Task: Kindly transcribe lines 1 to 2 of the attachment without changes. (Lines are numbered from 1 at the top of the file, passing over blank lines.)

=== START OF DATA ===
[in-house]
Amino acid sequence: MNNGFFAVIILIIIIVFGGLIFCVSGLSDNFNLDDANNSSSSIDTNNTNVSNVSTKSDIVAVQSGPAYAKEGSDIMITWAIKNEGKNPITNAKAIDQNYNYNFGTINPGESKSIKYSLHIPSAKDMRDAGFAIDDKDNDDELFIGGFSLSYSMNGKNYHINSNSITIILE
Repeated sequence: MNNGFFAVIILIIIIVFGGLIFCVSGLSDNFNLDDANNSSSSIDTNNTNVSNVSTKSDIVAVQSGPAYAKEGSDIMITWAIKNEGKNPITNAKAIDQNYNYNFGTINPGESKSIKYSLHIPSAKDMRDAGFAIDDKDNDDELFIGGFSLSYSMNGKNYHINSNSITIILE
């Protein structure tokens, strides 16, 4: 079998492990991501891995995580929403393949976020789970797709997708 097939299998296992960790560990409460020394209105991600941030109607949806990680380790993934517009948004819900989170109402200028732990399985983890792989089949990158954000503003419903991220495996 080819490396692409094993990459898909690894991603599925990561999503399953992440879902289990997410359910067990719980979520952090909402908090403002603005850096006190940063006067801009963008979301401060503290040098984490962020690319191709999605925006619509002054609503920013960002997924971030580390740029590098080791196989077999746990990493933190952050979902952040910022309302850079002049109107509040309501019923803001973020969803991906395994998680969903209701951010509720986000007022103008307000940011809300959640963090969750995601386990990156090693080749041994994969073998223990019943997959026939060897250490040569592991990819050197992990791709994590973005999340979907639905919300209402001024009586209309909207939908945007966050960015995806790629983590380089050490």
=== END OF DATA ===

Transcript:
[in-house]
Amino acid sequence: MNNGFFAVIILIIIIVFGGLIFCVSGLSDNFNLDDANNSSSSIDTNNTNVSNVSTKSDIVAVQSGPAYAKEGSDIMITWAIKNEGKNPITNAKAIDQNYNYNFGTINPGESKSIKYSLHIPSAKDMRDAGFAIDDKDNDDELFIGGFSLSYSMNGKNYHINSNSITIILE